2. to be globally diverse; and
  3. to be genuinely interested in incubating projects by combining enthusiastic students and established policy experts and academic networks.

We aim to free up academic networking and are unified by globalism and real commitment to bringing projects that can hopefully inspire people like you to join up and collaborate with us.

How are policy projects chosen, submitted, and worked through?
iPfGC_0072-001Professor Mednicoff: It is best to use our new iLab which is a major part of the iPlatform or to work through the website. Students need not worry if a policy project is not precisely in the iPlatform’s area of expertise because through us they have access to many networks and we want to free up academic networking. As a very open, and transnational organization, there are many contacts and networks that the iPlatform can utilize to make connections and introductions, using networking and mentorship programmes for projects they feel have substance.

The iPlatform is very keen on the empowerment of youth and creating opportunities for them. Can you tell us how this will be done? Moreover, the iPlatform has strong relationships with a number of academic institutions of the highest caliber.  How will these relationships be utilized to pursue your objectives?
Malik Dahlan: The empowerment of youth is a very important aspect for the iPlatform. Their empowerment can be through various elements we strive to provide such as internships, scholarships and bursaries. Moreover, later today we will be launching, alongside the iPlatform, a competition that revolves around policy research and the engagement of youth with the policy world. We will provide prizes and will also publish the selected policy proposals. As to our relationship with the institutions you mentioned, we aim to facilitate, through them, a connection and link that will enable all members of our organization specifically and the global youth generally a chance to communicate effectively. We believe that a number of the problems that exist today exist because of miscommunication and through our relationships we aim to connect the good to the better and the inexperienced to the experienced and so on.

There is a lot of focus at the iPlatform on the Middle East, both in terms of content and members. What are the differences or similarities that you see with the rest of the world in terms of the rule of law?
Professor Mednicoff: We do not mean to be particularly or exclusively focused on the Middle East but Arab countries are currently so much in the western consciousness and so intertwined with our global challenges. We should not ignore the importance of current events in the Middle East and the connected aspects of global debate.  We are fortunate to have particular contacts and expertise with respect to that region and it is a matter of political obligation to try to do what we can.  If we could do something towards eventual Syrian reconstruction, then we would feel we were making a useful contribution.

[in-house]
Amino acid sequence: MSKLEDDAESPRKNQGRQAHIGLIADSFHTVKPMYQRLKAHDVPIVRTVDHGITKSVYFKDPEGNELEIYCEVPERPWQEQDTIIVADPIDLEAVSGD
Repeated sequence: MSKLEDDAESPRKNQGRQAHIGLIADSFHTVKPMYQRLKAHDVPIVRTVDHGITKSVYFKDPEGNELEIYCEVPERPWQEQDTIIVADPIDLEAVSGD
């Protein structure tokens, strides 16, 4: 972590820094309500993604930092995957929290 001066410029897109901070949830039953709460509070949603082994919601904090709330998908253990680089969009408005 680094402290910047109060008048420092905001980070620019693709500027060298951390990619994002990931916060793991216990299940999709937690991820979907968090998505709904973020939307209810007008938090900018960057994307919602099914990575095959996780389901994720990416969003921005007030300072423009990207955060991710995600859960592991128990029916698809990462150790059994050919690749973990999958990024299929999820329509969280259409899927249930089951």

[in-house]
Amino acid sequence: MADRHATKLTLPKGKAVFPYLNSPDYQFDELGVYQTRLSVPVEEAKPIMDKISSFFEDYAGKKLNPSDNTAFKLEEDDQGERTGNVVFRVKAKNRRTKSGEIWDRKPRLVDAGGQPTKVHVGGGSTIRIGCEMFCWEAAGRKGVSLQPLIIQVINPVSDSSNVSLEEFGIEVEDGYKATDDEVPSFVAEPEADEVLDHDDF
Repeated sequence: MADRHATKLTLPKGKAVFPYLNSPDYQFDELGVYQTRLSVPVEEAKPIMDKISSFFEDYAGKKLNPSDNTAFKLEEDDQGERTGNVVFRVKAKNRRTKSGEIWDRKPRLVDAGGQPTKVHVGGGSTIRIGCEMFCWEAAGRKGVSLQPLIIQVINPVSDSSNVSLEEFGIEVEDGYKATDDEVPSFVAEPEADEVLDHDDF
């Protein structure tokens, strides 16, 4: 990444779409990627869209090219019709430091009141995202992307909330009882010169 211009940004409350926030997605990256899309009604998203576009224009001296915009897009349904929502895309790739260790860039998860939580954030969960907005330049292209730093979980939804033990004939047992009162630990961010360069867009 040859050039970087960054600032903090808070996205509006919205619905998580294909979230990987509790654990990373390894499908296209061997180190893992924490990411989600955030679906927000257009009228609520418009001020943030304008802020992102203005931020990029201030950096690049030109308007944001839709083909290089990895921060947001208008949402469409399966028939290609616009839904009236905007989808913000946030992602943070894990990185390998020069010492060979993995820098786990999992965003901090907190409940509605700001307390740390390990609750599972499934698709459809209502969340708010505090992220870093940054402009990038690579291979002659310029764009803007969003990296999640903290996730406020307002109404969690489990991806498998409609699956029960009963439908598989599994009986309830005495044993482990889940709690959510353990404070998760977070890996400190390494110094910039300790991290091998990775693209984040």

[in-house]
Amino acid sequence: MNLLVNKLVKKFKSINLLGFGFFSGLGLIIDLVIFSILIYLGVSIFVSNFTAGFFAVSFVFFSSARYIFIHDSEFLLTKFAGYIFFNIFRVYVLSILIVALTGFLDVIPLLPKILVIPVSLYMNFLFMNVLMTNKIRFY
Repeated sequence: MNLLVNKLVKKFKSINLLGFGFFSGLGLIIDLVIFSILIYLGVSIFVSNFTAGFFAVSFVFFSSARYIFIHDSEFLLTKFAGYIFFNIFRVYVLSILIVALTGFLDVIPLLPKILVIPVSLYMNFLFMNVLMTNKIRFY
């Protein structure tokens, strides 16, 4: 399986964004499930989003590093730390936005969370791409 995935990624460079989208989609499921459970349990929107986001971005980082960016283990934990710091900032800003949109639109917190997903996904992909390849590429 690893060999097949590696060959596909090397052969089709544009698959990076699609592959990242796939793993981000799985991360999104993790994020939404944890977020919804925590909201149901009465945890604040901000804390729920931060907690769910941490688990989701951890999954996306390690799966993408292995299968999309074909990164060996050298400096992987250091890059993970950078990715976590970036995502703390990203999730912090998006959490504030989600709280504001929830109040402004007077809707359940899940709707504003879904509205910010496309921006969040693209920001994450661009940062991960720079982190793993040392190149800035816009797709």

For more information visit the iPlatform website:

About Malik Dahlan and Professor David Mednicoff
Malik DahlanMalik Dahlan is President of the iPlatform Board of Overseers. He is also the iPlatform Founder and Chief Lawyer at a Qatar based law firm. He has held numerous distinguished posts, including as a Regional Expert in Constitutional Affairs, Oil and Gas, selected by the UN Assistance Mission for Iraq. He was founding Director of the Qatar Law Forum of Global Leaders in Law, and advised on the establishment of the QFC Civil and Commercial Court and Regulatory Tribunal. He serves on the World Economic Forum’s Global Agenda Council on the Future of the Middle East, and he is a fellow of the British Institute of International and Comparative Law. He was the founding President of the Harvard Law School Association of Arabia, and is the Chairman of the Harvard Law School International Alumni. He was awarded an LLB from the University of Cairo, an MA in Government and Middle East Studies at the Harvard University Kennedy School of Government, and an LLM at Harvard University School of Law.


David MednicoffProfessor David Mednicoff is Chairman of the iPlatform Committee of Academic Fellows. He is also the iPlatform Director and Senior Academic Fellow, and Director of Middle Eastern Studies and a Professor of Public Policy at the University of Massachusetts – Amherst. He is a scholar of the rule of law, politics and public policy in the Middle East and elsewhere. He has received various teaching honors including a university-wide Lilly Teaching Fellowship and a US national prize for innovative teaching related to the US after 9/11. He was a Fulbright Senior Scholar in law in Qatar in 2006-2007 and a Research Fellow in 2010-2011 in the Dubai Initiative at the Kennedy School of Government at Harvard University. He was awarded a BA from Princeton University and an MA, JD and PhD from Harvard University.